Individuals who suffer from migraine headaches appear to have a hyper-excitable visual cortex, say researchers at BHP founder-member the University of Birmingham, working with peers from the University of Lancaster.
Migraines are characterised as debilitating and persistent headaches, often accompanied by an increased sensitivity to visual or other sensory stimuli. The exact causes of these headaches are not well understood, although scientists believe they may be related to temporary changes in the chemicals, nerves, or blood vessels in the brain.
In a new study, published in the journal Neuroimage: Clinical, researchers set out to test a theory that at least part of the answer lies in the visual cortex – the part of our brain that is responsible for vision.
Dr Terence Chun Yuen Fong, lead author on the study, explained: “Most migraineurs also report experiencing abnormal visual sensations in their everyday life, for example, elementary hallucinations, visual discomforts and extra light sensitivity. We believe this hints at a link between migraine experiences and abnormalities in the visual cortex. Our results provide the first evidence for this theory, by discovering a specific brain response pattern among migraineurs.”
The study was carried out by researchers based in the Centre for Human Brain Health and School of Psychology at the University of Birmingham, and the Department of Psychology, Lancaster University. The team set up an experiment with a group of 60 volunteers, half of whom were ‘migraineurs’ – regularly suffering from migraines. Participants were presented with a striped grating pattern, and asked to rate the pattern according to whether it was uncomfortable to look at, or any associated visual phenomena from viewing it.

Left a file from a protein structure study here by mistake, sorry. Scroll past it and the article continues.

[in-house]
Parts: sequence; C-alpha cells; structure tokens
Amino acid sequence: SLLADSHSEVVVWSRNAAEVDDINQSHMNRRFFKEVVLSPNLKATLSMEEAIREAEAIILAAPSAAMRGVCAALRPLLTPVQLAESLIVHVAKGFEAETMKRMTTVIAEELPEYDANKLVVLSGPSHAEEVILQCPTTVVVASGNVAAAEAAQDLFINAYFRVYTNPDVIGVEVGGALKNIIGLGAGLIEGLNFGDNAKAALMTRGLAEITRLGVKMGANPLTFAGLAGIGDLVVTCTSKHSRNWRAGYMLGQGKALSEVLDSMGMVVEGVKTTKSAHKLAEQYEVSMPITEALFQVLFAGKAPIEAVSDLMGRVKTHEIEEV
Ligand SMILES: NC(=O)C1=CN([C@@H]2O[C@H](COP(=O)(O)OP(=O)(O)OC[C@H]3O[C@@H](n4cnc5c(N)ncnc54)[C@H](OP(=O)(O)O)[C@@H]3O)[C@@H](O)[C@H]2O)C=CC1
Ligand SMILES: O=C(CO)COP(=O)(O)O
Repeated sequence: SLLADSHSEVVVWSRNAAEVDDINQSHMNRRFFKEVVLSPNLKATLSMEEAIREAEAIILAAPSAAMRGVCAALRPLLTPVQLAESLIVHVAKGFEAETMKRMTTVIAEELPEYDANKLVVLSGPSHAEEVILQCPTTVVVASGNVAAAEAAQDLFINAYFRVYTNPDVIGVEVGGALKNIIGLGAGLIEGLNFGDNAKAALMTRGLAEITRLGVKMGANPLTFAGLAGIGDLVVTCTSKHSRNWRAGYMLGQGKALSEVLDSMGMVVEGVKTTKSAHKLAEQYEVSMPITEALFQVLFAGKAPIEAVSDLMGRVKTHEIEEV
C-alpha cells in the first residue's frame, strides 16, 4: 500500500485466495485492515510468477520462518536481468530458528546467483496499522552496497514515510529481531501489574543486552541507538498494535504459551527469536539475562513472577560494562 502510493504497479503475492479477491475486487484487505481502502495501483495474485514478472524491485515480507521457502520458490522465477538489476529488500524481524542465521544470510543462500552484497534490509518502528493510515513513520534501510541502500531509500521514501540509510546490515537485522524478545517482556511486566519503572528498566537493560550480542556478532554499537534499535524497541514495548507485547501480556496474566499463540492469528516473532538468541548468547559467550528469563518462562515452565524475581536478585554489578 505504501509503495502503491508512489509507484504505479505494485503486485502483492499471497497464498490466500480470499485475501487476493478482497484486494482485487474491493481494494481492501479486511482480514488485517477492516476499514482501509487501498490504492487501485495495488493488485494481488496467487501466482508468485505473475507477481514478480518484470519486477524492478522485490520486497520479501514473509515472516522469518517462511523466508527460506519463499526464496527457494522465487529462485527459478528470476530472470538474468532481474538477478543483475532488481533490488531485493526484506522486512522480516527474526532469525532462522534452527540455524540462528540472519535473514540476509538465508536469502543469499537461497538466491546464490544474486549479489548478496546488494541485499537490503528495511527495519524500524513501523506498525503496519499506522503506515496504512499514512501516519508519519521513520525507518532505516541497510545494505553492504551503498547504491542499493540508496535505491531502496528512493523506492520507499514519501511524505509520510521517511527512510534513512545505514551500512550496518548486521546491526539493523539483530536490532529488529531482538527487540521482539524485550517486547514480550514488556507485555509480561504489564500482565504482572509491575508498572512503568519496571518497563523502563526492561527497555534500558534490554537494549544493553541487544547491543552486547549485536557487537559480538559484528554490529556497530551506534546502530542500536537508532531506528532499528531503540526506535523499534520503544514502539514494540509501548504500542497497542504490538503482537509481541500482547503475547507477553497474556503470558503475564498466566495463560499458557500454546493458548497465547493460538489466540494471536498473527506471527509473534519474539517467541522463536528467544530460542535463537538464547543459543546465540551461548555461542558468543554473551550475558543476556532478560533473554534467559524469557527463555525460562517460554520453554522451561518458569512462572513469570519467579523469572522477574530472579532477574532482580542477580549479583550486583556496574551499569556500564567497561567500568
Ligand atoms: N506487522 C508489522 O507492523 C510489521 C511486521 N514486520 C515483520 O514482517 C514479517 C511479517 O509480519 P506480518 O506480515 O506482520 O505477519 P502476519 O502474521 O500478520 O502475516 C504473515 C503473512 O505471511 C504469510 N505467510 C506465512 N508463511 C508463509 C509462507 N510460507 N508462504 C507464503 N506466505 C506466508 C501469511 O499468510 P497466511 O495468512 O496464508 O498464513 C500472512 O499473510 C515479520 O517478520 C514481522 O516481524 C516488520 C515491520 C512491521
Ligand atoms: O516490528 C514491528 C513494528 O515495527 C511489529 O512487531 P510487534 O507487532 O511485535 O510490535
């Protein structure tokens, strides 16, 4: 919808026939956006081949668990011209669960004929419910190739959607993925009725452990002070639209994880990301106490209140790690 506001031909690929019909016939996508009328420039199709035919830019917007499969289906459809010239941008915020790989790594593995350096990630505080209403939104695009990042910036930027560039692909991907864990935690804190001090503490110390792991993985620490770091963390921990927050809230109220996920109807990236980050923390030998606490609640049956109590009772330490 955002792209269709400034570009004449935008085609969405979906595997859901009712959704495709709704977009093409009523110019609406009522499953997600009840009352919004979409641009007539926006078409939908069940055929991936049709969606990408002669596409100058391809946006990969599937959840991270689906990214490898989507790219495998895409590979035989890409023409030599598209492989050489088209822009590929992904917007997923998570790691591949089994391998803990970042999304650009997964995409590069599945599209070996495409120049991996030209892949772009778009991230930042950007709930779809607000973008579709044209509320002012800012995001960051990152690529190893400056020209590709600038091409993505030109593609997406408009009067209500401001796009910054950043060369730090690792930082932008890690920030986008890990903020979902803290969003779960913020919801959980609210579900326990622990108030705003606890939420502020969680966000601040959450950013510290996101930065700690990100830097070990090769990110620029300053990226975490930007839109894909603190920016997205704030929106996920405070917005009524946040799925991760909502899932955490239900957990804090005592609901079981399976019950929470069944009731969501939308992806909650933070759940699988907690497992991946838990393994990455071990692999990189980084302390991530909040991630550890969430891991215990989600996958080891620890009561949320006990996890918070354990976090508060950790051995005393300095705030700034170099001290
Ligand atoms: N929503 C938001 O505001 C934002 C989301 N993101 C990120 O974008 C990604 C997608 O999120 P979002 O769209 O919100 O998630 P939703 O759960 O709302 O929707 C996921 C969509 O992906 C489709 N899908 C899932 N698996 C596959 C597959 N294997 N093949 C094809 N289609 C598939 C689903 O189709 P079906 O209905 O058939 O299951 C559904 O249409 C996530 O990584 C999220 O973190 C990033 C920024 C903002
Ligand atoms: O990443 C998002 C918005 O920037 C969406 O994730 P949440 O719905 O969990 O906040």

In a further test, the participants underwent an electroencephalogram (EEG) test, in which the researchers were able to track and record brain wave patterns when the visual stimuli were presented.
In both tests, the researchers found a larger response in the visual cortex among the group of migraine sufferers when participants were presented with the gratings.
The study also took into account results from a subgroup of non-migraineurs – participants who reported additional visual disturbances, a common feature of migraines. Surprisingly, it was found that these participants also showed hyperexcitability in the response of their visual cortex.
Dr Ali Mazaheri, the senior author on the paper, explains: “Our study provides evidence that there are likely specific anomalies present in the way the visual cortex of migraine sufferers processes information from the outside world. However, we suspect that is only part of the picture, since the same patterns of activity can also be seen in non-migraineurs who are sensitive to certain visual stimuli.”
The next step in this research will be to monitor the group over time to see if their response to the visual stimuli changes as they get close to having a migraine and to try to map what other physiological changes might be occurring. This will pave the way to being able to forecast migraine headaches and help prevent their onset.